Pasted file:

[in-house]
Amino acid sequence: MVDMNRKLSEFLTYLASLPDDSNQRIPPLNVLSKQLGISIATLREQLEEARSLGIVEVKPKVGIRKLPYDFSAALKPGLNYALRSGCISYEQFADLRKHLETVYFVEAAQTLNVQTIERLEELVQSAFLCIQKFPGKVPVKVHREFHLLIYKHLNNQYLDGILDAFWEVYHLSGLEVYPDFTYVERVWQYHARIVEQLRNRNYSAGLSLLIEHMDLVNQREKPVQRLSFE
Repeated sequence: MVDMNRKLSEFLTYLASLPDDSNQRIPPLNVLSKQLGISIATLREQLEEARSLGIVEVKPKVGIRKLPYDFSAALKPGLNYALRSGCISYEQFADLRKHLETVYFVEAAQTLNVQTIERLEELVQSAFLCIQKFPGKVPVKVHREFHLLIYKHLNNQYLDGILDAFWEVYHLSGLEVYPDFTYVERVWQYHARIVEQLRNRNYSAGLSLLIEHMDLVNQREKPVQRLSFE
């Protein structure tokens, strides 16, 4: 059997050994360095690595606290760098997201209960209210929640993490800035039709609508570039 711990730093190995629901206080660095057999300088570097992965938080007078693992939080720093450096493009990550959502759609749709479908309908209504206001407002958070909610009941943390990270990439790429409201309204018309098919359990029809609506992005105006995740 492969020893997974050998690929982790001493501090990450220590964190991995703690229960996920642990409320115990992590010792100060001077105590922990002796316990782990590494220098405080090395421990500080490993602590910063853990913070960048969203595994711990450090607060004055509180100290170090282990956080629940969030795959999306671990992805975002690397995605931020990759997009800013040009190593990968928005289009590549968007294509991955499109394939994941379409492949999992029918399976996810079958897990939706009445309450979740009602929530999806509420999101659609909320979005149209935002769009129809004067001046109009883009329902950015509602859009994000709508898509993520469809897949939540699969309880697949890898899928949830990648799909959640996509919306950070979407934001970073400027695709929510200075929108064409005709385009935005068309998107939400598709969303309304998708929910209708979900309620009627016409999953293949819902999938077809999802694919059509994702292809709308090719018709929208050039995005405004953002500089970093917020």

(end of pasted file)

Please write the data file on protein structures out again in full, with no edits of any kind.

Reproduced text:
[in-house]
Amino acid sequence: MVDMNRKLSEFLTYLASLPDDSNQRIPPLNVLSKQLGISIATLREQLEEARSLGIVEVKPKVGIRKLPYDFSAALKPGLNYALRSGCISYEQFADLRKHLETVYFVEAAQTLNVQTIERLEELVQSAFLCIQKFPGKVPVKVHREFHLLIYKHLNNQYLDGILDAFWEVYHLSGLEVYPDFTYVERVWQYHARIVEQLRNRNYSAGLSLLIEHMDLVNQREKPVQRLSFE
Repeated sequence: MVDMNRKLSEFLTYLASLPDDSNQRIPPLNVLSKQLGISIATLREQLEEARSLGIVEVKPKVGIRKLPYDFSAALKPGLNYALRSGCISYEQFADLRKHLETVYFVEAAQTLNVQTIERLEELVQSAFLCIQKFPGKVPVKVHREFHLLIYKHLNNQYLDGILDAFWEVYHLSGLEVYPDFTYVERVWQYHARIVEQLRNRNYSAGLSLLIEHMDLVNQREKPVQRLSFE
């Protein structure tokens, strides 16, 4: 059997050994360095690595606290760098997201209960209210929640993490800035039709609508570039 711990730093190995629901206080660095057999300088570097992965938080007078693992939080720093450096493009990550959502759609749709479908309908209504206001407002958070909610009941943390990270990439790429409201309204018309098919359990029809609506992005105006995740 492969020893997974050998690929982790001493501090990450220590964190991995703690229960996920642990409320115990992590010792100060001077105590922990002796316990782990590494220098405080090395421990500080490993602590910063853990913070960048969203595994711990450090607060004055509180100290170090282990956080629940969030795959999306671990992805975002690397995605931020990759997009800013040009190593990968928005289009590549968007294509991955499109394939994941379409492949999992029918399976996810079958897990939706009445309450979740009602929530999806509420999101659609909320979005149209935002769009129809004067001046109009883009329902950015509602859009994000709508898509993520469809897949939540699969309880697949890898899928949830990648799909959640996509919306950070979407934001970073400027695709929510200075929108064409005709385009935005068309998107939400598709969303309304998708929910209708979900309620009627016409999953293949819902999938077809999802694919059509994702292809709308090719018709929208050039995005405004953002500089970093917020």